Behind the Scenes at Phoenix Rising w/ Misty Keen Evidence vs Experience

Well I've been busy doing all sorts of research between conferences, speaking with specialists, and interviewing individuals to gain more understanding evidence about MAT. I learned a lot of interesting facts I’d like to share how different professionals define MAT. Such as what science must inform us on which is when the specialists come in to play with our discussion on Medication assisted treatment. I also will talk about why this stigma affects most individuals with such negative feedback and outcomes.

 When I asked someone working in the field of treatment, they described Medicated-Assisted Treatment as the ability to use FDA- approved medications, in combination with counseling and behavioral therapies, to provide a “whole-patient” approach to the treatment of substance use disorders. I also asked someone certified in harm reduction and they explained medication-assisted treatment as the use of medications and counseling to attempt to treat substance use disorders, but mainly to prevent opioid overdose. I also spoke with a prescribing physician about the responses I got from harm reduction and the treatment approach. I mentioned how a lot of people view it as replacing one drug for another, and he said that we are all right except “the drug that they’re replacing is a dangerous one that will kill, and it’s being replaced with a drug that allows you to go back to work, have money in your pocket, and allow others to live normally again. So, the definition no matter the source is basically another form of treatment, but the argument still stands…does it work?

Let’s get down to the science of it shall we? Understanding what heroin does in the brain and in the body is crucial to understanding why medication-assisted treatment works. Opiates work by crossing the blood-brain barrier and attaching to receptors on brain cells, which triggers a cascade of neurotransmitters and brain activity which produces the high that people feel. That brain activity can contribute to physiological dependence and, with genetic and psychological factors modify the way a drug is perceived. Medications associated with MAT sit on those same receptors and blocks them making it impossible to trigger neurotransmitters to produce the high in the reward center of the brain, avoiding physiological dependence. Sounds good, but what is really going on here?

The specialist really broke it down to me; she’s an addiction psychiatrist with 8 years of evidence supporting her work. She made it simple to understand these receptors in the brain creates activity that produces a physical dependence of the drug. Genetic disposition (genes) makes a person more likely to become addicted psychologically as well as physically which would be when she recommends MAT to clients. She explained it’s a complex neurological (brain) disease that affects the brain’s reward system making it harder for these certain people to remain drug free. Statistics show Suboxone is 50% effective and abstinence is 15% effective. By effective she means the people are living; medication assisted treatment is not a cure all and is not for everyone, but it is effectively proven to reduce overdoses. The hope is that it gives individuals the opportunity to receive evidence-based treatment and therapy, while putting blocks on receptors to stop cravings. Therefore, the individual can start implementing new behaviors enabling brain activity that develops new neuro pathways to the reward system, providing beneficial treatment. She also said there is a safe taper protocol after 1-2 years to make treatment successful! She then drew a picture of the side view of the brain to try to explain what’s going on between the conscious (top half) and subconscious (bottom half)!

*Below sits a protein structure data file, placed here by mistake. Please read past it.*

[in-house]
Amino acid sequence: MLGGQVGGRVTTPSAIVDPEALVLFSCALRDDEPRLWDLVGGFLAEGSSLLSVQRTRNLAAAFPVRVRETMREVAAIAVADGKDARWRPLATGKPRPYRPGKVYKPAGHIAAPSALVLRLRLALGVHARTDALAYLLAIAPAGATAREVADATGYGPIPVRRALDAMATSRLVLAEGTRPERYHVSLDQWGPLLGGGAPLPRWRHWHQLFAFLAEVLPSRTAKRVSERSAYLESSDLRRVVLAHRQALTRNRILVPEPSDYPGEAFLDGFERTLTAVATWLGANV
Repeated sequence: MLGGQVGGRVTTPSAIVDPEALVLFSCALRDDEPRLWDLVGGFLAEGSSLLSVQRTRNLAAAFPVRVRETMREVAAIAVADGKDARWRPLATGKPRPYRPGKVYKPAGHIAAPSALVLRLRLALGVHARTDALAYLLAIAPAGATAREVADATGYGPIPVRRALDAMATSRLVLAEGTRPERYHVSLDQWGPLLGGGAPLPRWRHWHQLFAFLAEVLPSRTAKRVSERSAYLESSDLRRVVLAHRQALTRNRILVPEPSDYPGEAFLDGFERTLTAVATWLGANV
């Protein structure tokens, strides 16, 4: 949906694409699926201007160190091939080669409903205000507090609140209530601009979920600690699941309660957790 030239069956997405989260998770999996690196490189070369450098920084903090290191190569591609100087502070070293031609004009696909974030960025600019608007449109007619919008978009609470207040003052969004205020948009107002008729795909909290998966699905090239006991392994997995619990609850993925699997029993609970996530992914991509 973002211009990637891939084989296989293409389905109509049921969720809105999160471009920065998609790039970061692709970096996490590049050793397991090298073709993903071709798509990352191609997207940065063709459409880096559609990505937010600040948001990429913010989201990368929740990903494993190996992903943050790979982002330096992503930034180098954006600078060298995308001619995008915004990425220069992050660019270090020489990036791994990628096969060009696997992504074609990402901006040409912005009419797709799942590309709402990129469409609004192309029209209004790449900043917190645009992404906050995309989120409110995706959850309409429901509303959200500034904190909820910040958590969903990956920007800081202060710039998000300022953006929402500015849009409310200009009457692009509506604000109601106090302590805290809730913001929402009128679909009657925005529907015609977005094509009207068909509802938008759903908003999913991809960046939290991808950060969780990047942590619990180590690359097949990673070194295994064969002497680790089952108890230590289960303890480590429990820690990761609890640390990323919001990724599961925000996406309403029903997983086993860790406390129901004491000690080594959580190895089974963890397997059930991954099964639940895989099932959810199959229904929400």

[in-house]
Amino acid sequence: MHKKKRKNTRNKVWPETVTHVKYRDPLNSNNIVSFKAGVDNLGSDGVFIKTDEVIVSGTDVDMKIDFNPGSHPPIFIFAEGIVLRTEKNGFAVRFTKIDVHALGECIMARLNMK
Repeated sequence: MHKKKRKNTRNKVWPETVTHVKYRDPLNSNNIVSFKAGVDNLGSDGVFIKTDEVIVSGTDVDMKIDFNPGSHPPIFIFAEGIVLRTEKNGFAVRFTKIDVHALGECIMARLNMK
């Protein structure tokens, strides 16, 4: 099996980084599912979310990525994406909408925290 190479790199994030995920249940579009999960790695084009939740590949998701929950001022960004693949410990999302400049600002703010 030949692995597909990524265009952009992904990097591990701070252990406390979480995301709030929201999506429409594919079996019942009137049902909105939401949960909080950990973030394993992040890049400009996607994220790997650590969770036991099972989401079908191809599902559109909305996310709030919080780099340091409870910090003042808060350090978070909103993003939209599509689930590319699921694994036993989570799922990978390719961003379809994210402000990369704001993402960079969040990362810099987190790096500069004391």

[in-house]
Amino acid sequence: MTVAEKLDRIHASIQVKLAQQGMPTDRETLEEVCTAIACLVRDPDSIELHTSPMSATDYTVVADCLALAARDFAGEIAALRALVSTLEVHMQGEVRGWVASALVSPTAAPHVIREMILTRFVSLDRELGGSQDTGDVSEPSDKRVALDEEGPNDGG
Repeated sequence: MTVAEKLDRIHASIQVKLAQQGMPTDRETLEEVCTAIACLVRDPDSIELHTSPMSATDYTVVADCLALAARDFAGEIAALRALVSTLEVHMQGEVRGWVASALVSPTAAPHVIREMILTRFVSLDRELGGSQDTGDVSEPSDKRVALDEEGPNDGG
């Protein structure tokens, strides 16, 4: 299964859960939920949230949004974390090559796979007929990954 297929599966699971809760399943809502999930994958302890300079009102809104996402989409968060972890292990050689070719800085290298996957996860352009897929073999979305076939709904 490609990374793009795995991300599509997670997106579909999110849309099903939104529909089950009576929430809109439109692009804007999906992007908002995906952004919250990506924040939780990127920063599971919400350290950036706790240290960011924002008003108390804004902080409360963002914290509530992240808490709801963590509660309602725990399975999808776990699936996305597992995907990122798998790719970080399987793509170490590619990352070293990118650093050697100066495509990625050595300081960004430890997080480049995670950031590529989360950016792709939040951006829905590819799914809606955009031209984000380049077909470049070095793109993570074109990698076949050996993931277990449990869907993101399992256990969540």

“A nation that demonizes the alcoholic, that breeds the very feelings of stress and isolation that are often at the root of the dependency, that relies on coercion rather than persuasion, will ultimately be less just and less successful” -Abe Lincoln

To conclude this blog and my MAT investigations, I saved the best for last! These interviews with individuals practicing MAT truly shook me to my core! They have started a new 12 step meeting called MARA because of the prejudice at other support meetings. They found it impossible to be open and honest, they were willing but turned away. Adding more shame to the shame they already have; some have let the judgments take them back out, some made it back some did not! MARA is small and not many people know of it, so I’d like to put the word out there! Medication Addicted Recovery Anonymous! I personally have grown and made a realization within my own recovery and the principles I’ve been lacking to practice! So bottom line is MAT is saving people from overdosing, and just like with any treatment sometimes it works sometimes it doesn’t, we don’t know until we try. I want to help save lives; all lives no matter the complexity. There may be something to this medication assisted treatment thing after all. I really enjoyed learning and growing through all of this and want to thank you all for being a part of my journey. I’d love to know what you think, I am completely open to any and all feedback!